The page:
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Missouri disturbances reflect social discrimination in U.S.: Spanish experts

English.news.cn   2014-08-22 20:57:32

MADRID, Aug. 22 (Xinhua) -- The past two weeks' protests in Missouri, the United States reflected the social inequality and discrimination in the country, which noticeably affect citizens of Afro-American origin, Spanish experts have said.

Augusto Soto, professor at the Higher School of Company Administration and Management (ESADE) in Spain, made the remarks during an interview with Xinhua on the continued protests in a suburb of St. Louis, Missouri, following the recent shooting of an unarmed 18-year Afro-American man by a white policeman.

Soto said that the latest disturbances in Missouri may be not as serious as those witnessed in Los Angeles in 1992, but are still very significant, given that the "clear injustice" that sparked the protests has caused an impact all over the world.

They have put into question the image of "social harmony" projected by the United States as the world is seeing that although "the American Dream clearly exists," there is also an "American Reality", the expert said.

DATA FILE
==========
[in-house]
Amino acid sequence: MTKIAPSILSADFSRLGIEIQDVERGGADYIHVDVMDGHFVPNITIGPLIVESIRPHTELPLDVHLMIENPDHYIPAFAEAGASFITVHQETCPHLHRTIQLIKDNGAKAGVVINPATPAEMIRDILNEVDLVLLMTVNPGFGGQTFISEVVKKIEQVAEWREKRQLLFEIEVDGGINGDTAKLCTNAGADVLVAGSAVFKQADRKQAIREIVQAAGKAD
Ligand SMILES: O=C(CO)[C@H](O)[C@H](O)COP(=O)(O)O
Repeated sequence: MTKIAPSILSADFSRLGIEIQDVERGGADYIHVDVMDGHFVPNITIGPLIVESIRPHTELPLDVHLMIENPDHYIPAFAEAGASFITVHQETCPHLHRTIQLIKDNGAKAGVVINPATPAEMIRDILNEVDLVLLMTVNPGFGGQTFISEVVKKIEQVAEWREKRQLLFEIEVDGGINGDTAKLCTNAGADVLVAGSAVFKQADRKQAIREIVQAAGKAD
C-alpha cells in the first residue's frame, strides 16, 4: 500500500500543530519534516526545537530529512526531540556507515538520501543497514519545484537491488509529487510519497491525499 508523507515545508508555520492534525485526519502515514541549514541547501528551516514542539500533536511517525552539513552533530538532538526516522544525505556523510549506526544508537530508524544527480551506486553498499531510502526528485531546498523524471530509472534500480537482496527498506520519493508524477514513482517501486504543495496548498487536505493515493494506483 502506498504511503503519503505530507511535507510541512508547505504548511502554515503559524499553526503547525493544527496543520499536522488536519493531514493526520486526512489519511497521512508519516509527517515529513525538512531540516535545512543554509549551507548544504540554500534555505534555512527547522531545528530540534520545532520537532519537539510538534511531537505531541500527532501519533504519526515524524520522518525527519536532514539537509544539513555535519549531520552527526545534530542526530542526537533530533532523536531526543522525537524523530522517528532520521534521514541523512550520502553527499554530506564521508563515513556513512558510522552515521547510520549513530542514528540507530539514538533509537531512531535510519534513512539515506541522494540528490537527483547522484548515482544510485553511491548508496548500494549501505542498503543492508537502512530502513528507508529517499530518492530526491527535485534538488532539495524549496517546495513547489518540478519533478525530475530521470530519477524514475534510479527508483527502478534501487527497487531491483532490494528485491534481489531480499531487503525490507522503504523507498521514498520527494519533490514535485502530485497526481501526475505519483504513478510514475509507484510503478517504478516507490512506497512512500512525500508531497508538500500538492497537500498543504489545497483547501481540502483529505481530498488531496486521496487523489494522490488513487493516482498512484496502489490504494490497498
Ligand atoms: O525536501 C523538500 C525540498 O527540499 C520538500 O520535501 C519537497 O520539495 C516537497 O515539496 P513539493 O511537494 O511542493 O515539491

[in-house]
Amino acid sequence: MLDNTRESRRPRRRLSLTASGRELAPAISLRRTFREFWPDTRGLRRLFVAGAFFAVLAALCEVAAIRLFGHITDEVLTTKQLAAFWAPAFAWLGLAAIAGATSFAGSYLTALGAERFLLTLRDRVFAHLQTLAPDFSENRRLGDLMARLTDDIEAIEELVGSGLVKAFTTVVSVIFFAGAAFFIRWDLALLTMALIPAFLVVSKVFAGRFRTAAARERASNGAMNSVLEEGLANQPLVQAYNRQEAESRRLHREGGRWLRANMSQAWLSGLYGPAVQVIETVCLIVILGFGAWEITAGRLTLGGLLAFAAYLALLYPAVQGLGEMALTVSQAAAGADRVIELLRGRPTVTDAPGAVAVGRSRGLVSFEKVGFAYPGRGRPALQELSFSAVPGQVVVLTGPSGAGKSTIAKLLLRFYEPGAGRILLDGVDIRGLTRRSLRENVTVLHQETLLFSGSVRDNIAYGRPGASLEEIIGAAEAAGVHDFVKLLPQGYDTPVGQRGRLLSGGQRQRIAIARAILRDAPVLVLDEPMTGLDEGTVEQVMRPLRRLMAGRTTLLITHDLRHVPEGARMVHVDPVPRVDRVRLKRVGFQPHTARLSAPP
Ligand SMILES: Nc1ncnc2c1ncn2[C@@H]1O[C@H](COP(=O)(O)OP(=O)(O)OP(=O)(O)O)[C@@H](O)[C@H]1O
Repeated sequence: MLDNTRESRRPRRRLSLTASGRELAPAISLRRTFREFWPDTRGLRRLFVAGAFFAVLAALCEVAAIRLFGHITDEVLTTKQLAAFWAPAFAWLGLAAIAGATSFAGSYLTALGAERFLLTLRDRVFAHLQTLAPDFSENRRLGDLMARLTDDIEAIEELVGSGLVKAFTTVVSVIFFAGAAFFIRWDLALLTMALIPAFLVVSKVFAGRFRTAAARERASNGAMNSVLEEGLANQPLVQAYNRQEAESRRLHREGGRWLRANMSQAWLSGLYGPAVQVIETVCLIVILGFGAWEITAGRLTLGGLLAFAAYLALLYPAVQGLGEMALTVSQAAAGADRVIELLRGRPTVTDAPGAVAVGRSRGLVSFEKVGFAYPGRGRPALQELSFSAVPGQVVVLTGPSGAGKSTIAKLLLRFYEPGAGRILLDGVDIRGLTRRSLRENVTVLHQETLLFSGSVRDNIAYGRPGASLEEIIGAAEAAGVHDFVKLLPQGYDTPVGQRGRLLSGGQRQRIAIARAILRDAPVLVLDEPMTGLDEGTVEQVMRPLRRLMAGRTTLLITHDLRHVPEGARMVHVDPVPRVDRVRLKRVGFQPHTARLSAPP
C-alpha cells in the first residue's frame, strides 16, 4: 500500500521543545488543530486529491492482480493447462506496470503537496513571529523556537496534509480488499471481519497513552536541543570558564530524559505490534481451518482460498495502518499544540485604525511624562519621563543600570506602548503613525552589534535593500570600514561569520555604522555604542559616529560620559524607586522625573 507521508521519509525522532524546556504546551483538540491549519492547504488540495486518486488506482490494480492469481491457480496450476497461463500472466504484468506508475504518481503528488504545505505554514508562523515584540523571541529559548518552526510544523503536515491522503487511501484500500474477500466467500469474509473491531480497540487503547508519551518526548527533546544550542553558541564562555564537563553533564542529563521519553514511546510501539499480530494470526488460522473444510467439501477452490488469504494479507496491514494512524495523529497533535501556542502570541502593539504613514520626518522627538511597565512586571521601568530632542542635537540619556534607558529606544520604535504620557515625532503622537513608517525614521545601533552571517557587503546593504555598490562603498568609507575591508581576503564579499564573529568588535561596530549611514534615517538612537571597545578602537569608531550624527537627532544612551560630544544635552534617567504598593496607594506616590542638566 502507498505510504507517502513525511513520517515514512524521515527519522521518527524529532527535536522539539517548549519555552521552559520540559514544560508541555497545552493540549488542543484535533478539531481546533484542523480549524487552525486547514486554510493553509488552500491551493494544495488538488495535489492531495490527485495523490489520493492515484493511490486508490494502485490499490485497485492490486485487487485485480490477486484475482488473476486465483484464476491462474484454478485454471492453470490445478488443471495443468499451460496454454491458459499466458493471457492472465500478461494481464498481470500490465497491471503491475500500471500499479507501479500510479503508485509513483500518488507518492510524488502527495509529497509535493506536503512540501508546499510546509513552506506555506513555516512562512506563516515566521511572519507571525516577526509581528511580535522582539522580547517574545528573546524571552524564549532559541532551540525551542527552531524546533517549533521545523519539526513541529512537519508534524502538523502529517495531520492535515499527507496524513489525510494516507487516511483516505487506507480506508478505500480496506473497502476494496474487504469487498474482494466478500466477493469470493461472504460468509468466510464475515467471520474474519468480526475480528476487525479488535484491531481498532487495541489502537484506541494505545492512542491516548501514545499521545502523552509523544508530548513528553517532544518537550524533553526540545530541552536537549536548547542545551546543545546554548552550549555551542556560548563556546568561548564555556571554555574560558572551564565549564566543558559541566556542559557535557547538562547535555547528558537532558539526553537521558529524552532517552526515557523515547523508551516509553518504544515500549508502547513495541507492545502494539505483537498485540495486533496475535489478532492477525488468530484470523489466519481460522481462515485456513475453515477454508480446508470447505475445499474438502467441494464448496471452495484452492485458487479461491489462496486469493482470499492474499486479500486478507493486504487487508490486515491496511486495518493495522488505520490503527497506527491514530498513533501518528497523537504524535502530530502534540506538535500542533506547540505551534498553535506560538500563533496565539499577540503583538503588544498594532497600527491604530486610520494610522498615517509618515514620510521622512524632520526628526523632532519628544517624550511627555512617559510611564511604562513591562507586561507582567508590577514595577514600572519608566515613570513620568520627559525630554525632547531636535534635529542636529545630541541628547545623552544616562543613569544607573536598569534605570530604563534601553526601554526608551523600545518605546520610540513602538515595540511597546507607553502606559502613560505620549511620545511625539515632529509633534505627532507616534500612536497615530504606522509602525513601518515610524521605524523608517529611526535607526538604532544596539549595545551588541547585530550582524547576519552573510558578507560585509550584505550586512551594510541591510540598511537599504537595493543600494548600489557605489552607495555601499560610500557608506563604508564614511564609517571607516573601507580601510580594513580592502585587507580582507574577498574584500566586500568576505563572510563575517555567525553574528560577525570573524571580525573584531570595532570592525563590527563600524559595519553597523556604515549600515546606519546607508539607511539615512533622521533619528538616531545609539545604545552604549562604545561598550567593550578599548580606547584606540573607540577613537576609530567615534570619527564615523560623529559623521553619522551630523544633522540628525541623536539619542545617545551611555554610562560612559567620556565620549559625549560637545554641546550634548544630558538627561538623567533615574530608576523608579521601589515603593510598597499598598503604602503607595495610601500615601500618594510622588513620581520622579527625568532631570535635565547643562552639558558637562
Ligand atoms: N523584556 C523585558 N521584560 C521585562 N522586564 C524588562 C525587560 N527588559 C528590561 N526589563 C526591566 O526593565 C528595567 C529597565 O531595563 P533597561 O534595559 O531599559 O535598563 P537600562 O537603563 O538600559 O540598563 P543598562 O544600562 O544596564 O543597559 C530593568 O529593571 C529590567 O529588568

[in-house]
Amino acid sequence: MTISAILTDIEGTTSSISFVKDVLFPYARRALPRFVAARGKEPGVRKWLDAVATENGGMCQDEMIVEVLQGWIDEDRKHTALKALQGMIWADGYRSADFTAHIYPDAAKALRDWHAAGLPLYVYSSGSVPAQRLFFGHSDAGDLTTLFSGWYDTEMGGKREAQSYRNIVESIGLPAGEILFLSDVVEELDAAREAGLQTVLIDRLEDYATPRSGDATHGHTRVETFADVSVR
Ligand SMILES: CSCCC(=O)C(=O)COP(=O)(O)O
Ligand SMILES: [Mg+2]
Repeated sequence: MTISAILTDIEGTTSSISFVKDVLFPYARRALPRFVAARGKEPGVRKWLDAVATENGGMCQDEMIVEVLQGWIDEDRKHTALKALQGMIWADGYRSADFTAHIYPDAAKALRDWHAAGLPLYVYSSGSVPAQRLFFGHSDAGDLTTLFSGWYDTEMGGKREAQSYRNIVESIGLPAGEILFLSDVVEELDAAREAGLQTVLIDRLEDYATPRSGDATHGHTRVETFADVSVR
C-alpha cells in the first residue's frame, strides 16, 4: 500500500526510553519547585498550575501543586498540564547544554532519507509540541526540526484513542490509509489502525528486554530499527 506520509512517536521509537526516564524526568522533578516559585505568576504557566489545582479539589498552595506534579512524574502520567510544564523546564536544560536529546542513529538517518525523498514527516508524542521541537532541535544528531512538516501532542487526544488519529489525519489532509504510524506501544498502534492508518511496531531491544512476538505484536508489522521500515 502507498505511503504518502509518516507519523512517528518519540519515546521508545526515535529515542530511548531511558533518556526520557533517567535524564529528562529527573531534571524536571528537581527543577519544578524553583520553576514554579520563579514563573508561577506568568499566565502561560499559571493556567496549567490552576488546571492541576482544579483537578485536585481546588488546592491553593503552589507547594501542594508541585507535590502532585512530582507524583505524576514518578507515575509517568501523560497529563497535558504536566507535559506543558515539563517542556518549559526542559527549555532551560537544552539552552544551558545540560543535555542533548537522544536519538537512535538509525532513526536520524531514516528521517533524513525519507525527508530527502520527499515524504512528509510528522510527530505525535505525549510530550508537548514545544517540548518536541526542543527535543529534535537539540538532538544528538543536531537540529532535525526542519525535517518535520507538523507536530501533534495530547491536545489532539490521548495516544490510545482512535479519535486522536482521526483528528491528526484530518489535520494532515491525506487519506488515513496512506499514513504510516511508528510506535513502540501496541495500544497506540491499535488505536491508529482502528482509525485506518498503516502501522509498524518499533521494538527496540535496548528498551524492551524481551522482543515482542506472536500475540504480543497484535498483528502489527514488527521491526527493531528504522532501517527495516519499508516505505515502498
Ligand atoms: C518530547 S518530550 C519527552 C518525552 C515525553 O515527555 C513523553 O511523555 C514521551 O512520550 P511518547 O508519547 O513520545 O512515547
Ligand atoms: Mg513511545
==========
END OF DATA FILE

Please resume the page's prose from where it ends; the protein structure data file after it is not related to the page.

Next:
"In the face of this, the North American tendency to give morality classes on human rights on a worldwide scale is something that should perhaps first be taught internally, at home," the expert said.

Director of the Galician Institute of International Analysis and Documentation (IGADI), Xulio Rios, also said that the racially motivated disturbances in Missouri reflected the persistent problems of racial discrimination in the United States and the structural nature of this problem, such as the serious lack of human rights which affects the Afro-American population.

Meanwhile, the problems between local and federal authorities and weaknesses in the electoral system which lead to under-representation of the Afro-American population, along with the maintenance of a legal structure under the overwhelming control of the white community, showed that although legal discrimination was eliminated in the United States 50 years ago, the problem is still very real, according to Rios.

Editor: Yang Yi
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